- Cut a large clove of garlic in half and thoroughly rub the inside of a round earthenware pot for an added layer of flavor. For cheese fondue, you use an earthenware pot, called caquelon (pronounced “kah - keh - lo”); the metal ones are for the hot oil of meat fondue.
- Pour the cheese fondue into the caquelon and light it up. Use a sterno or other type of fuel heat; candles won’t keep the cheese warm enough.
- Unlike fondue bourguignonne, where you just put in your fork and leave it until the meat is done to your liking, with cheese fondue you have to go one at a time, so arm yourself with patience. More time for conversation. Besides, if several people have a go at the same time, someone could knock someone else’s bread off, and that’s sabotage (again, see above). So one at a time, please, and dunking in a figure 8 motion so that you get the most cheese possible AND stir the cheese at the same time. (Remember, the Swiss are famous for precision: watches and such.)
- At the end you’ll have a rich brown crust on the bottom of the caquelon. This is considered “the best part” and it can either be divided up or awarded to the one who didn’t lose their bread.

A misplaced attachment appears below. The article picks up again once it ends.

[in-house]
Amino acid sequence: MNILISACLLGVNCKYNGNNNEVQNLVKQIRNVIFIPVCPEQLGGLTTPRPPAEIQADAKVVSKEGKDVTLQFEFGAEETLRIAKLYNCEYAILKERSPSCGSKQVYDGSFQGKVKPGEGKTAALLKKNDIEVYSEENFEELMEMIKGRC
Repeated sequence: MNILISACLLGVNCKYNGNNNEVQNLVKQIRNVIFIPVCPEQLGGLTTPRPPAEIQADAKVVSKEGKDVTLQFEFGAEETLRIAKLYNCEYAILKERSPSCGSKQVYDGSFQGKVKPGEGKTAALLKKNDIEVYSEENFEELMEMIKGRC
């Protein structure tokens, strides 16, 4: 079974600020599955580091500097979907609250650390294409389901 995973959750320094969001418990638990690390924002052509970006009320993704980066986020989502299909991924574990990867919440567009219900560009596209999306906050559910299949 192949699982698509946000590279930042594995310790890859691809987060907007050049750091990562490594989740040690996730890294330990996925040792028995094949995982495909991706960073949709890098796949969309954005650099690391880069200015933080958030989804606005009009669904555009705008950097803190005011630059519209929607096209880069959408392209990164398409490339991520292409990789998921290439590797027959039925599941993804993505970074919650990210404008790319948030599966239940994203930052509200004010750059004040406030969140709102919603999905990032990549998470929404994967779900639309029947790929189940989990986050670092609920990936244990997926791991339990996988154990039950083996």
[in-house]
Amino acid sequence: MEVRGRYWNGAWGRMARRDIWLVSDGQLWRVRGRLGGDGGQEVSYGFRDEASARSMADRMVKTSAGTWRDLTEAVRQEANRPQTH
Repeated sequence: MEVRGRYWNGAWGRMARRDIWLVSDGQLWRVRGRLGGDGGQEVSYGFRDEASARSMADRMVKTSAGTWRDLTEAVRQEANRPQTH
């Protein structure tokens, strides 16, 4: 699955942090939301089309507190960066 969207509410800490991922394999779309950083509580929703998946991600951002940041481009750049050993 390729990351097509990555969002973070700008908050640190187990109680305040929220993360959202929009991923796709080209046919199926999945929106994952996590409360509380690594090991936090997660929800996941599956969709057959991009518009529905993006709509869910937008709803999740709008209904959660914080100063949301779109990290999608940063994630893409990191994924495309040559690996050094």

Should the cheese get too thick, stir in a little wine. If it separates or gets lumpy, put it back on the burner, stir in ½ t of cornstarch blended in a bit of warm wine and stir it with a wire whisk.
Saturday, February 7, 2015
So much for the exotic Suzette and her crêpes!
All over France you’ll find crêpes at sidewalk stands. Their aroma and warmth are welcome in the cold grey drizzle of a Paris winter. It was always a treat for my children on the way home from school. Most French crêpes are served with just a smear of butter and a sprinkle of sugar, or with jam - usually strawberry or apricot - but sometimes with chocolate or hazelnut spread or crème de marron (a sweet chestnut spread).
This recipe comes from my Paris neighbor Nicole, who says, “My recipe doesn’t come from Suzette, but from a certain Janine, a friend of my mother. It makes 15 crêpes. One big advantage: it doesn’t have to be made ahead of time. You can whip it up at the last minute.”